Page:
By Joe Dunthorne
Penguin, NZ$37 | Reviewed by Amy Brown

SOMEWHERE between Salingerís Holden Caulfield and Will, in Nick Hornbyís About a Boy, comes Oliver Tate, a Welsh, 15-year-old only child, long on vocabulary and short on charm. No, thatís not quite right; Oliverís blend of selfishness, lust, academic ability, vanity and confusion amounts to the sort of charm often present in the protagonist of a bildungsroman. Joyceís Stephen Daedalus had it, and so did Alice Munroís Del Jordan, but the fact they donít exist in our contemporary world of Google, iPods, therapists and vegetarian sandals, somehow makes them more likeable.

Oliver Tate, Joe Dunthorneís postmodernly self-conscious protagonist sets out his ambitions clearly on the bookís back cover. He wants to lose his virginity before he reaches the legal age, and he wants to know why his parents are acting strangely. Via a series of conquests and prat-falls, he achieves these objectives by the end of the novel, yet, isnít allowed to bask in a completely happy ending. The story of a fairly obnoxious teenager searching for his personal holy grail will apparently, the blurb claims, ďdelight readers of all agesĒ. Iím not sure about this, but I can say that, having picked up Submarine, expecting an overly easy and unsubtle read, full of vivid fumbling sex scenes and teenage toilet humour, I was pleasantly proved wrong.

Thereís a certain amount of vividly depicted sex and toilet humour, but itís not gratuitous. Dunthorne, a 25-year-old graduate of the University of East Anglia Creative Writing MA and a Curtis Brown prize winner, adeptly uses Oliver for all heís worth. The characterisation is pitch perfect, which means that setting, dialogue, and, indeed, everything that is filtered through Oliverís eyes and ears, rings true. As he develops throughout the novel, so too does the readerís view of supporting characters, such as Oliverís parents, his girlfriend Jordana, his motherís ex-boyfriend Graham, and Zoe, the ďfatĒ girl at Oliverís school. Although itís easy to forget at first, Dunthorne and Tate are certainly not equivalent; while Tate is sinking slowly into a self-inflicted mire of disappointment, Dunthorne has carefully woven parallels, references and escape routes which give the novel some necessary substance.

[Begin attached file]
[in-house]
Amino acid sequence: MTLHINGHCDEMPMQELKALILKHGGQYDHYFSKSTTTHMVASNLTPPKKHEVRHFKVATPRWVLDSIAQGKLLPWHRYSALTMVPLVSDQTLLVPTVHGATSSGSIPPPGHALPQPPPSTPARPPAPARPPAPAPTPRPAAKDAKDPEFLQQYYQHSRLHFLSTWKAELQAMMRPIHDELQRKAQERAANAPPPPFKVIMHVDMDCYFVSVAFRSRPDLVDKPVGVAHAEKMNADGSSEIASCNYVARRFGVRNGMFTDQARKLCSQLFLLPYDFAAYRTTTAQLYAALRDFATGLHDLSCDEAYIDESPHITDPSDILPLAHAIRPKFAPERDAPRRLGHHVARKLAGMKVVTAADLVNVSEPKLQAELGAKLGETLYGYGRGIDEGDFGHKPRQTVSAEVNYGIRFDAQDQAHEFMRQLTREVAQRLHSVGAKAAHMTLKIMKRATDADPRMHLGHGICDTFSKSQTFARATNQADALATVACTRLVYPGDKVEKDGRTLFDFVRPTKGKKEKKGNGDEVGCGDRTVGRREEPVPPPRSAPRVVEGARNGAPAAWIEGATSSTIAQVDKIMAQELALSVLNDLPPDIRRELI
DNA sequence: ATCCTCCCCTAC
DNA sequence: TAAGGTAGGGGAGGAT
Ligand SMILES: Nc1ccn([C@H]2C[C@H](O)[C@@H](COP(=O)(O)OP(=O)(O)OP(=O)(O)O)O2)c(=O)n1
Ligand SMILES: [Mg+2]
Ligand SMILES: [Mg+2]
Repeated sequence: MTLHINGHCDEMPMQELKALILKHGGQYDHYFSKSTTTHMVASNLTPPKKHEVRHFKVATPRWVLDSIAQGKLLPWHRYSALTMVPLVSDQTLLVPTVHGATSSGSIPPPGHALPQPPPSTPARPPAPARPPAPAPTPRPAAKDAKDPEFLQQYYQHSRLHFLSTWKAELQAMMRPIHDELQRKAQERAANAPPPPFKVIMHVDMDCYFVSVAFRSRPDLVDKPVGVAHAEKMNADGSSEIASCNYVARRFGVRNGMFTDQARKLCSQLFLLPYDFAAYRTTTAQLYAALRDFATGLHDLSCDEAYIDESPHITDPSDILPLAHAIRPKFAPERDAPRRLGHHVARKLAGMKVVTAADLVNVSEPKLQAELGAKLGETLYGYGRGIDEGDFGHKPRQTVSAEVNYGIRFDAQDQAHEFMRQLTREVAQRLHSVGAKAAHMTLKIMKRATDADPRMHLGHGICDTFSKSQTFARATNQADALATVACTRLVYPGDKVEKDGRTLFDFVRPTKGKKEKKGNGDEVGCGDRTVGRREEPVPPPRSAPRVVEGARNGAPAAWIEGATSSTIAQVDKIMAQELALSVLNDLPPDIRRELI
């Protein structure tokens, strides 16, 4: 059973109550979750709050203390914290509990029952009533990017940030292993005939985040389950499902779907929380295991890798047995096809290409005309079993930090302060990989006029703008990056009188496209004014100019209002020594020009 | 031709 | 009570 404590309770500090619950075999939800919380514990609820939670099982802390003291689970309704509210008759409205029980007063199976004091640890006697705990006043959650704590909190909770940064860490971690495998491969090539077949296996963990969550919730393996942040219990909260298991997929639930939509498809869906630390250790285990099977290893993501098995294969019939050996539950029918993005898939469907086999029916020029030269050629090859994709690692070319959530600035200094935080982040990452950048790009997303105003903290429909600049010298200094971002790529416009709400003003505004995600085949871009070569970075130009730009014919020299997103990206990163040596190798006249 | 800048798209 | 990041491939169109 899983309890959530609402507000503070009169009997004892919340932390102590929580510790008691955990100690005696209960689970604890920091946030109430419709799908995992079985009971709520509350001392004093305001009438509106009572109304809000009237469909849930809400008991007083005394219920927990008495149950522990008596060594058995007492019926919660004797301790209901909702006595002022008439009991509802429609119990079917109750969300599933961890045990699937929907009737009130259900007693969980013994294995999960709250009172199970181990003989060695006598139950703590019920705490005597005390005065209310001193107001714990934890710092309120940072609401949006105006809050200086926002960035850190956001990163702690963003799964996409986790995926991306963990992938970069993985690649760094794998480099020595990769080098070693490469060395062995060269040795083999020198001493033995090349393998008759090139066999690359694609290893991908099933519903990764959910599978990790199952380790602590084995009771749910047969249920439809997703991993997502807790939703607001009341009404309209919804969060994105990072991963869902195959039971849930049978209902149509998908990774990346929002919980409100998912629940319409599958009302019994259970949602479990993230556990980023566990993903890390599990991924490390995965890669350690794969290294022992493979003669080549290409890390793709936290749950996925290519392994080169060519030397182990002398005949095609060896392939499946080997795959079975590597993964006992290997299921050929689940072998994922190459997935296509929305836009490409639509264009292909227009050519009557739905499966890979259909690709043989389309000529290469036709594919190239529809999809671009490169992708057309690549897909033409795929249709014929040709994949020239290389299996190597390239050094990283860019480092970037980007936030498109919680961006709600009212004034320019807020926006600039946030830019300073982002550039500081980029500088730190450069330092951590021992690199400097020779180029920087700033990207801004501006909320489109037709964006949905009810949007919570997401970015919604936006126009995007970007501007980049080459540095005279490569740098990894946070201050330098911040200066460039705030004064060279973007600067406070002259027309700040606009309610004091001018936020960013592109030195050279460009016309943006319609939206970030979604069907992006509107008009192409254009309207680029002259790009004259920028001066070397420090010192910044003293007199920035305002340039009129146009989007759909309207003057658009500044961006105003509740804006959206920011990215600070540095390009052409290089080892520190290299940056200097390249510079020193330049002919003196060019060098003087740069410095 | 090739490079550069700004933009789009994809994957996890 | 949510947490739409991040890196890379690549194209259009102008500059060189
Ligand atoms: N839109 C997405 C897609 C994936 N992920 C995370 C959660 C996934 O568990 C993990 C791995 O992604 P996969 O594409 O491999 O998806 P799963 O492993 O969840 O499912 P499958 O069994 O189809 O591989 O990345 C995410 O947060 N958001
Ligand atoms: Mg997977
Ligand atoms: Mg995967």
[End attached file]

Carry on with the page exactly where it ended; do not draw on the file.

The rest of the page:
Submarine is preoccupied with diaries, secrets, illnesses, cures, mistakes, forgiveness bullying, bitchiness and other facets of growing up (and being grown-up). Itís so firmly set in the early 21st century that mentions of O Levels, TV chefs, pilates and email, and the occasional use of zany fonts, can get a bit garish. However, whoís to say how such details will age?

I donít think Iíve ever said, ĎI really feel like reading a contemporary Welsh coming-of-age novel,í and this may be why Submarine hasnít, as far as I can tell so far, changed my life (which it presumptuously suggests it might). Dunthorneís isnít a novel that Iíll discuss at length, but it is an engaging, comical debut.